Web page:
Turner Syndrome


There are many possible reasons why a child may grow slowly, including:
hereditary factors (short parents), diseases affecting the kidneys;
heart, lungs or intestines; hormone imbalances; severe stress or
emotional deprivation; infections in the womb before birth; bone
diseases; and genetic or chromosomal abnormalities. 
The Turner Syndrome (known as Ullrich-Turner Syndrome in Germany) is a
congenital disease. A German doctor named Ullrich published his article
in 1930. American doctor Henry Turner recognized a pattern of short
stature and incomplete sexual maturation in otherwise normal females. He
published a comprehensive medical description of the syndrome. It was
not until 1959, that it became clear the syndrome was due to lack of sex
chromosome material. Turner's Syndrome is a rare chromosomal disorder
that affects one in approximately 2,500 females. Females normally have
two X-chromosomes. However, in those with Turner's Syndrome, one X
chromosome is absent or is damaged.
Depending on the doctor, Turner's Syndrome may be diagnosed with one of
the following alternative names: 45 - X Syndrome, Bonnevie-Ulrich
Syndrome, Chromosome X, Monosomy X, Morgagni-Turner-Albright Syndrome,
Ovarian Dwarfism, Turner Type, among others.
A reduced growth in height is the commonest visible characteristic of
the syndrome, (the average adult height is 4 feet 8 inches) and may be
the only sign before puberty. Their body proportions are normal. Girls
with this syndrome may have many middle ear infections during childhood;
if not treated, these chronic infections could cause hearing loss. Up to
the age of about 2 years, growth in height is approximately normal, but
then it lags behind that of other girls. Greatly reduced growth in
height of a female child should lead to a chromosome test if no
diagnosis has already been made. Early diagnosis is very importance in
order to be able to give enough correct information to the parents, and
gradually to the child herself, so that she has the best possibilities
for development. Early diagnosis is also important in case surgical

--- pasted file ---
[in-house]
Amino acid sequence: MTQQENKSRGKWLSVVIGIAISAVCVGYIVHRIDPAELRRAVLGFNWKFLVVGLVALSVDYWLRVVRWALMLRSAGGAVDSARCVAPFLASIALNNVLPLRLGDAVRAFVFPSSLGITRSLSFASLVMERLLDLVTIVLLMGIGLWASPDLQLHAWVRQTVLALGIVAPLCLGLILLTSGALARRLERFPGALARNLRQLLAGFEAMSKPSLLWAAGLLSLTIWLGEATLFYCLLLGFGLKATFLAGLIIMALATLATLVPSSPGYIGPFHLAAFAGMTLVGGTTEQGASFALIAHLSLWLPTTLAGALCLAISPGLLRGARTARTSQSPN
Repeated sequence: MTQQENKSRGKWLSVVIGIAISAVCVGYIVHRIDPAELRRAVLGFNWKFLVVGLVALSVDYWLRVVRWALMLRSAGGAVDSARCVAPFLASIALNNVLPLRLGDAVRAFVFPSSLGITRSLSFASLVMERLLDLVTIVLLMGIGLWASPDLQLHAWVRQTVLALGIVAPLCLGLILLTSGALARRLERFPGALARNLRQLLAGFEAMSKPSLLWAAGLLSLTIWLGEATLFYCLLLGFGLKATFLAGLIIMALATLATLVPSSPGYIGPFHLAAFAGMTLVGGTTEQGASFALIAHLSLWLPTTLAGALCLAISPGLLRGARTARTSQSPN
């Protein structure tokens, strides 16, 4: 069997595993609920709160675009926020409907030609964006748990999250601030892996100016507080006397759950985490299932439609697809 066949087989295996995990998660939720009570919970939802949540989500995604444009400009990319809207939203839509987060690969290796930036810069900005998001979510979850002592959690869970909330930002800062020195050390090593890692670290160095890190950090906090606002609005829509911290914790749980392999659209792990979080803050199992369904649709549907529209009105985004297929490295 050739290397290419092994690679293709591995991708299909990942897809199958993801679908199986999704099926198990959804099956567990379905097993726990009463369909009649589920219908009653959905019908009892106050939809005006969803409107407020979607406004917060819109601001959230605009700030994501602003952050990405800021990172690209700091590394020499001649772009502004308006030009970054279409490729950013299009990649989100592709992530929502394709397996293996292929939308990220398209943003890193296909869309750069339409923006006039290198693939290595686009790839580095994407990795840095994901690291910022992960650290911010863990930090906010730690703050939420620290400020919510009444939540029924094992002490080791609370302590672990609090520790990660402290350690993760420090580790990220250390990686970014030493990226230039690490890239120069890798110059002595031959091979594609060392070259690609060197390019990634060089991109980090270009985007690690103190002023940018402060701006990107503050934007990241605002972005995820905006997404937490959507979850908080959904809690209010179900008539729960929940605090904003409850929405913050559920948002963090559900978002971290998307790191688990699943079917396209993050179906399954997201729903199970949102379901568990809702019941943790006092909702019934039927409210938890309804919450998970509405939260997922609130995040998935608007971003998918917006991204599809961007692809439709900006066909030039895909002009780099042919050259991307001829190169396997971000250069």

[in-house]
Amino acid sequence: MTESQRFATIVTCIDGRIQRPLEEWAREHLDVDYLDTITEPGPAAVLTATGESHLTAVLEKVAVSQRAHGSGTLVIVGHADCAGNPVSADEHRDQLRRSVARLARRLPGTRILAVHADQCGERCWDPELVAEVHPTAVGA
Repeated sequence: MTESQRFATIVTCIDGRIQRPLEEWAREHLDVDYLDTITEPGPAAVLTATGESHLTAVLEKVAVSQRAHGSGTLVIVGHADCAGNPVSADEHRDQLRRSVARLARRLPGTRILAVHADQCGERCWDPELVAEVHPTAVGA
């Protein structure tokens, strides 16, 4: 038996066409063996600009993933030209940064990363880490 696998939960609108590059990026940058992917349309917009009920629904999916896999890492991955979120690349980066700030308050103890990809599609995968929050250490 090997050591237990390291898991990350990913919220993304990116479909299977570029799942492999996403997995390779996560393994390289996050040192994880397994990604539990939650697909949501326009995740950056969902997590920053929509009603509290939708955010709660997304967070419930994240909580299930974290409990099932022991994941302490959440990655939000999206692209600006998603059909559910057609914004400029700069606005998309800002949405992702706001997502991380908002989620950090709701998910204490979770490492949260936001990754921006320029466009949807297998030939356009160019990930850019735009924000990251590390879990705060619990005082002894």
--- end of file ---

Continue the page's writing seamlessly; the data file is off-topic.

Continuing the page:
treatment of the congenital heart defect (seen in about 20 per cent of
cases) is indicated. The commonest defect is a narrowing of the main
artery from the heart aortic coarctation. A regular ultrasound
examination of the heart is recommended in all girls with Turner
syndrome. This type of heart defect is present at birth and can be
corrected surgically. If not present at birth, it does not develop later
in life. The lack of sexual development at puberty is the second most
common characteristic. Having abnormal chromosomes does not mean that
girls with Turner syndrome are not really female; they are women with a
condition that causes short stature and poorly developed ovaries.
Affected females may also exhibit the following symptoms: infertility,
kidney abnormalities, thyroid disease, heart disease, abnormalities of
the eyes and bones, webbed neck, low hairline, drooping of eyelids,
abnormal bone development, absent or retarded development of physical
features that normally appear at puberty, decrease of tears when crying,
simian crease (a single crease in the palm), a "caved-in" appearance to
the chest, puffy hands and feet, unusual shape and rotation of ears,
soft upturned nails, small lower jaw, arms turned out slightly at
elbows, shortened 4th fingers, small brown moles, hearing loss,
scoliosis, cataracts , scars, overweight, Chrohn disease.
Chromosome Patterns